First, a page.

Other Homemade Candy Recipes You Might Like:

Old Fashioned Penuche Fudge Recipe (2024)


What is the difference between fudge and penuche? ›

What sets penuche apart from other fudge is the brown sugar -- most fudge is made with white sugar. The brown sugar lends butterscotch and maple tones to this New England favorite, which may be enhanced by adding actual maple syrup in some cases.

Why is my penuche grainy? ›

Fudge must be stirred, and then not stirred, at specific times. If you stir at the wrong stage you will get grainy lumpy fudge which is worse than having no fudge at all. Hot sugar is napalm.

Is penuche fudge Italian? ›

Penuche (/pəˈnutʃi/, from Italian: panucci) is a fudge-like candy made from brown sugar, butter, and milk, using no flavorings except for vanilla.

What does penuche mean in English? ›

pə-ˈnō-chə : fudge made usually of brown sugar, butter, cream or milk, and nuts.

Why is it called penuche? ›

Some folks say that the name originates from a Mexican Spanish word for sugar, while others argue the fudge is named after a 1920s Boston Bruins player, Mark Penuche. Penuche stands apart from its fudge relatives mainly because it is based on brown rather than white sugar, offering a unique caramel flavor.

What is the secret to non-grainy fudge? ›

A lot of big crystals in fudge makes it grainy. By letting the fudge cool without stirring, you avoid creating seed crystals.

What does penuche fudge taste like? ›

Penuche Standard Texture

It should have a rich caramel flavor, especially if they are cooked (not the "instant" types of fudge). The texture is changed up when nuts are used. When cutting into the candy, having large pieces of the nuts gives it both a visual and taste enhancement.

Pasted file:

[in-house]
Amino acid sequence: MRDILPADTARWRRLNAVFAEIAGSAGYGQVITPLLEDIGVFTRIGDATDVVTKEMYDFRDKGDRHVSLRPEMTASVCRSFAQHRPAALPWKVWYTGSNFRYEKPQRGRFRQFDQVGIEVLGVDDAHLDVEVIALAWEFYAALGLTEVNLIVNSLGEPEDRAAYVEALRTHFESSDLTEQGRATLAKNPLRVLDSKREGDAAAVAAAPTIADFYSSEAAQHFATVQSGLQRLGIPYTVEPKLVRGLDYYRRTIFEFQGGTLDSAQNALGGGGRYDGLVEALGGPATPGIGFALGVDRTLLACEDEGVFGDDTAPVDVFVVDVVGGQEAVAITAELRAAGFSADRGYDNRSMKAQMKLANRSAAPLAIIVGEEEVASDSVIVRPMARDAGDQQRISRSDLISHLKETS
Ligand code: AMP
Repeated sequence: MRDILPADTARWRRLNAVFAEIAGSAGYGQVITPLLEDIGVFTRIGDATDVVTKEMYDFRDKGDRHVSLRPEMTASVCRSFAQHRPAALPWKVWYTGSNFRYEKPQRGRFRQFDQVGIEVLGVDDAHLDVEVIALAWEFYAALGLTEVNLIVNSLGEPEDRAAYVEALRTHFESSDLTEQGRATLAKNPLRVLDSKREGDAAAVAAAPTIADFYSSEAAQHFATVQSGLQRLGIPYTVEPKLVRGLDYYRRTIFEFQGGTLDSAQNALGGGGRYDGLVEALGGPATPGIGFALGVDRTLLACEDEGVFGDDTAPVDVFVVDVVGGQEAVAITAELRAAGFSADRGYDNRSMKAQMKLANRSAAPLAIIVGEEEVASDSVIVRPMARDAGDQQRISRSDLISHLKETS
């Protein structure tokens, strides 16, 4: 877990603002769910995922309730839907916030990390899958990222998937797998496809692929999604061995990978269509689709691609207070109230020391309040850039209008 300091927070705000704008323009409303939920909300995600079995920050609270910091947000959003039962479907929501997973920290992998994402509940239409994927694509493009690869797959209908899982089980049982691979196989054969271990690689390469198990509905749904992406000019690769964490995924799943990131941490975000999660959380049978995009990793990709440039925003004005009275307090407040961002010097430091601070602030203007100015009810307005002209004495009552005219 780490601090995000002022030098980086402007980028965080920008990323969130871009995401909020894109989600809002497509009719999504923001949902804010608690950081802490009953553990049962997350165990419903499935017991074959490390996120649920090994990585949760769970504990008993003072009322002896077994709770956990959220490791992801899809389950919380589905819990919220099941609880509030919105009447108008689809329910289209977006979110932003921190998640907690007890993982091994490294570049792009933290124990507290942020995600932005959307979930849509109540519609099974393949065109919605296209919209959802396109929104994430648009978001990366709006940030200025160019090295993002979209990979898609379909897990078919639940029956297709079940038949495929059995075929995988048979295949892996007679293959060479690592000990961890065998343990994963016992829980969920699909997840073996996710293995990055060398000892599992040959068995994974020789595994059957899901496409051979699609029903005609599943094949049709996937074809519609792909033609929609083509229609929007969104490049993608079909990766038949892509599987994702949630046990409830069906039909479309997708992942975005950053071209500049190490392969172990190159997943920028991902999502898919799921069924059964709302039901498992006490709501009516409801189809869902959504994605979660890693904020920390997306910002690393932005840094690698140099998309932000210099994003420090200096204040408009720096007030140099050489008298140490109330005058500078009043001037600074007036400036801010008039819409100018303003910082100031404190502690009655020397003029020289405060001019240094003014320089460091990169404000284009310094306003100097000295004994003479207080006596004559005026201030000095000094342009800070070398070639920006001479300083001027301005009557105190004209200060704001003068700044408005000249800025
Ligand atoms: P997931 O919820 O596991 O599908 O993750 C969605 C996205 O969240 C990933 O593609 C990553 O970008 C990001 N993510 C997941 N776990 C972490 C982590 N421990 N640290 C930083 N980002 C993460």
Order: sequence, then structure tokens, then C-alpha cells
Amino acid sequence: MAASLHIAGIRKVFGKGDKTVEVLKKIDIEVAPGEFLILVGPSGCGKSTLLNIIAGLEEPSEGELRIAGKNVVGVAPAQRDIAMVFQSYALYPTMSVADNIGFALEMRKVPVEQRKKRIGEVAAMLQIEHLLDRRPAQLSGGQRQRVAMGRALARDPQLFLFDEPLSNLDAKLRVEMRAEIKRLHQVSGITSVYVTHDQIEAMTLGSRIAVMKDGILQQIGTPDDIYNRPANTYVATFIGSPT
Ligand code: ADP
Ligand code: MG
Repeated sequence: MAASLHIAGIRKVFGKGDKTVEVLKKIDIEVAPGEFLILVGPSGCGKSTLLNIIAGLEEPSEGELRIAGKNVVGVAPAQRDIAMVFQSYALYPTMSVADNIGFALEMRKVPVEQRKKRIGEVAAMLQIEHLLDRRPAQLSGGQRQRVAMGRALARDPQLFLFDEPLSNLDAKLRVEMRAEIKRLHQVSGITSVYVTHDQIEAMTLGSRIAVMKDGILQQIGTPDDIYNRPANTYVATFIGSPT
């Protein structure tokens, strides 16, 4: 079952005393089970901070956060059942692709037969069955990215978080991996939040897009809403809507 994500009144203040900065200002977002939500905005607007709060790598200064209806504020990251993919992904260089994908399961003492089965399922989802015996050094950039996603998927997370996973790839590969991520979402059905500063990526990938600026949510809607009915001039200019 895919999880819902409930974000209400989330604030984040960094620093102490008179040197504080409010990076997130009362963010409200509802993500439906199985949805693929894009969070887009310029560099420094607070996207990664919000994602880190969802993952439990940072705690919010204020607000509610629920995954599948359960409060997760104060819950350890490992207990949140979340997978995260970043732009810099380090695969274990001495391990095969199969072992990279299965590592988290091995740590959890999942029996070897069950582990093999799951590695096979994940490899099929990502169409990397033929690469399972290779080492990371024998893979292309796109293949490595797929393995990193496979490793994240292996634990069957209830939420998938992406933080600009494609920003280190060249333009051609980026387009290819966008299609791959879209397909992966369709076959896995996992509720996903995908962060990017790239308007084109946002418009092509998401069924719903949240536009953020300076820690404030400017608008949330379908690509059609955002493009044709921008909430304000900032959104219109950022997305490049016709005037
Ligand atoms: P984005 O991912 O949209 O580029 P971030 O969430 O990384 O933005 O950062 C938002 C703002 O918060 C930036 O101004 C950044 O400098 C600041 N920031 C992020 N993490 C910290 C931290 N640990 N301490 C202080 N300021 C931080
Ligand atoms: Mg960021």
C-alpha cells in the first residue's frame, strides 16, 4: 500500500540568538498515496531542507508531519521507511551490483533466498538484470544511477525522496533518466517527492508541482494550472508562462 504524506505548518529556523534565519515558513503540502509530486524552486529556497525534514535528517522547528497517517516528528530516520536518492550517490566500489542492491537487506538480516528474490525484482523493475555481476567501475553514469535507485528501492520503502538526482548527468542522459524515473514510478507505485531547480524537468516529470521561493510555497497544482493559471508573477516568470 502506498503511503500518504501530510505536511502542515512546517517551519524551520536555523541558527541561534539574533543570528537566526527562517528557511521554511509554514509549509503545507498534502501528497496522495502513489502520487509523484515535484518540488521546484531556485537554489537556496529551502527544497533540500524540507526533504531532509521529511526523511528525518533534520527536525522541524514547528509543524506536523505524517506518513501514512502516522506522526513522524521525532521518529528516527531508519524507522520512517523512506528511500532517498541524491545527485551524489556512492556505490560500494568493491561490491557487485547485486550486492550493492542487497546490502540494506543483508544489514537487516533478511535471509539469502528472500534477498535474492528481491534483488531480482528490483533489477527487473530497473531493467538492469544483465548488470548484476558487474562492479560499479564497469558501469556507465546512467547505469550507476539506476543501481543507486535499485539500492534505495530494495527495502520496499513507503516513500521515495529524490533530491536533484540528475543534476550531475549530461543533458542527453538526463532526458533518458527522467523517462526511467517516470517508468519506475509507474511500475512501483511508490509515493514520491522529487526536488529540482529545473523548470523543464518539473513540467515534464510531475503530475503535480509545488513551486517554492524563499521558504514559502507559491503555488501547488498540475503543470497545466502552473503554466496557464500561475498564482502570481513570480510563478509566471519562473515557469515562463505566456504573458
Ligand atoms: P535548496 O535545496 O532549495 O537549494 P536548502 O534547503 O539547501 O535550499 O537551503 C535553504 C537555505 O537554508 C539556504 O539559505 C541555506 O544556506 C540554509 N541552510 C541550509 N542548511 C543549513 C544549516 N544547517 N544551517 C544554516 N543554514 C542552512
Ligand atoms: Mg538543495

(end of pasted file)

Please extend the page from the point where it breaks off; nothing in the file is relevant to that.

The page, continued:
Where is the best fudge in the world? ›

Fudge on Mackinac Island Today

Sampling Mackinac Island fudge remains one of the favorite activities of visitors, with chocolate being the most popular (although when President Gerald R. Ford came to Mackinac Island in 1975 he opted for vanilla pecan.)

What's the difference between Russian fudge and regular fudge? ›

Golden syrup – is what makes this recipe Russian fudge-style! The added golden syrup gives that extra sweetness and silky texture. Vanilla extract – to give the taste of vanilla to the fudge.

What do Italians call brown sugar? ›

In Italian, you can find it under the name zucchero muscovado or muscobado– I don't know what the spelling difference is due to.

What is sugar called in Germany? ›

sugar no pl (sweetener):

Zucker m.

What is fudge in American slang? ›

When fudge is a verb, it means to avoid straightforwardly answering a question or addressing a subject: "Just answer my question and don't fudge the issue!" Fudge is an American word from college slang meaning "a made-up story."

Is fudge a Michigan thing? ›

By most accounts, the first batch of fudge was concocted in Baltimore in the 1880s. By the turn of the century, fudge-making arrived on Mackinac Island in northern Michigan, which today has a legitimate claim as the modern day fudge capital.

Why is Michigan known for fudge? ›

As Mackinac Island evolved from a center of fur trade into a summer resort destination, Victorian-era vacationers began to identify the island with sweets. At first, the most common candy was maple sugar harvested by Native Americans. Other treats, including fudge, soon followed.

What do Americans call fudge? ›

fudge in American English

a soft candy made of butter, milk, sugar, and chocolate or other flavoring, etc.